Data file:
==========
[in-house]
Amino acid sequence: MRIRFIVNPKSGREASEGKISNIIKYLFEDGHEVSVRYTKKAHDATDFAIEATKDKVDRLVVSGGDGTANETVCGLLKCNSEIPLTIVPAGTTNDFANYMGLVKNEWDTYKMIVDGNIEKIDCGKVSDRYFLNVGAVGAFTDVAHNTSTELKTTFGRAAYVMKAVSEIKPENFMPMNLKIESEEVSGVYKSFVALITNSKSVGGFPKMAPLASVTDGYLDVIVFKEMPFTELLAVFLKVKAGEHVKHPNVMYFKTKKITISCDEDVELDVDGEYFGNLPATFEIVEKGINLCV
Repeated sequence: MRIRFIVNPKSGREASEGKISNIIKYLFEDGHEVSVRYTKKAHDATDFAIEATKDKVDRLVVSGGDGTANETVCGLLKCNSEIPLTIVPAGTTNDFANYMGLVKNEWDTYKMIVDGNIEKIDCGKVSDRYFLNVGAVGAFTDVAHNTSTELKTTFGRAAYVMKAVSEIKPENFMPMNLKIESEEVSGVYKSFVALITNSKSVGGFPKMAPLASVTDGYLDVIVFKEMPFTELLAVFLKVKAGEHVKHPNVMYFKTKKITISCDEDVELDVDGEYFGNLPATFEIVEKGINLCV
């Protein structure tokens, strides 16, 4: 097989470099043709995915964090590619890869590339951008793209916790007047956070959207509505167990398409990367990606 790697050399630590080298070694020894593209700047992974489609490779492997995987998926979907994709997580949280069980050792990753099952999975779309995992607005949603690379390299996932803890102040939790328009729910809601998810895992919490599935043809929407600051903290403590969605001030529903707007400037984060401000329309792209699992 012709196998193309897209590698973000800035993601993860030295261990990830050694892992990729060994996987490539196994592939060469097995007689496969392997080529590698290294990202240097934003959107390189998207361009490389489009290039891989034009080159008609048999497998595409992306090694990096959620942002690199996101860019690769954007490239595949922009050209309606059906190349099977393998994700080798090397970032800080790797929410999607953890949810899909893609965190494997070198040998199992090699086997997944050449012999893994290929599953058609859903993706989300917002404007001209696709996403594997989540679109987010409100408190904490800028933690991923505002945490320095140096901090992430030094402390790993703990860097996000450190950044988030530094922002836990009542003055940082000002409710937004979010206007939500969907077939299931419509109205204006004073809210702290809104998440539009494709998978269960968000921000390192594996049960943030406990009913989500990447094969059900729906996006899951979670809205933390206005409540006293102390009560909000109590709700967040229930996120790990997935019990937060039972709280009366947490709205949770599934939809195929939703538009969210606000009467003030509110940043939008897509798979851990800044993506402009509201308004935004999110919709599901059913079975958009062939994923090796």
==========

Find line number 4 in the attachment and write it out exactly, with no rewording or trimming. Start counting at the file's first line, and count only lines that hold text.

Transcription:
């Protein structure tokens, strides 16, 4: 097989470099043709995915964090590619890869590339951008793209916790007047956070959207509505167990398409990367990606 790697050399630590080298070694020894593209700047992974489609490779492997995987998926979907994709997580949280069980050792990753099952999975779309995992607005949603690379390299996932803890102040939790328009729910809601998810895992919490599935043809929407600051903290403590969605001030529903707007400037984060401000329309792209699992 012709196998193309897209590698973000800035993601993860030295261990990830050694892992990729060994996987490539196994592939060469097995007689496969392997080529590698290294990202240097934003959107390189998207361009490389489009290039891989034009080159008609048999497998595409992306090694990096959620942002690199996101860019690769954007490239595949922009050209309606059906190349099977393998994700080798090397970032800080790797929410999607953890949810899909893609965190494997070198040998199992090699086997997944050449012999893994290929599953058609859903993706989300917002404007001209696709996403594997989540679109987010409100408190904490800028933690991923505002945490320095140096901090992430030094402390790993703990860097996000450190950044988030530094922002836990009542003055940082000002409710937004979010206007939500969907077939299931419509109205204006004073809210702290809104998440539009494709998978269960968000921000390192594996049960943030406990009913989500990447094969059900729906996006899951979670809205933390206005409540006293102390009560909000109590709700967040229930996120790990997935019990937060039972709280009366947490709205949770599934939809195929939703538009969210606000009467003030509110940043939008897509798979851990800044993506402009509201308004935004999110919709599901059913079975958009062939994923090796």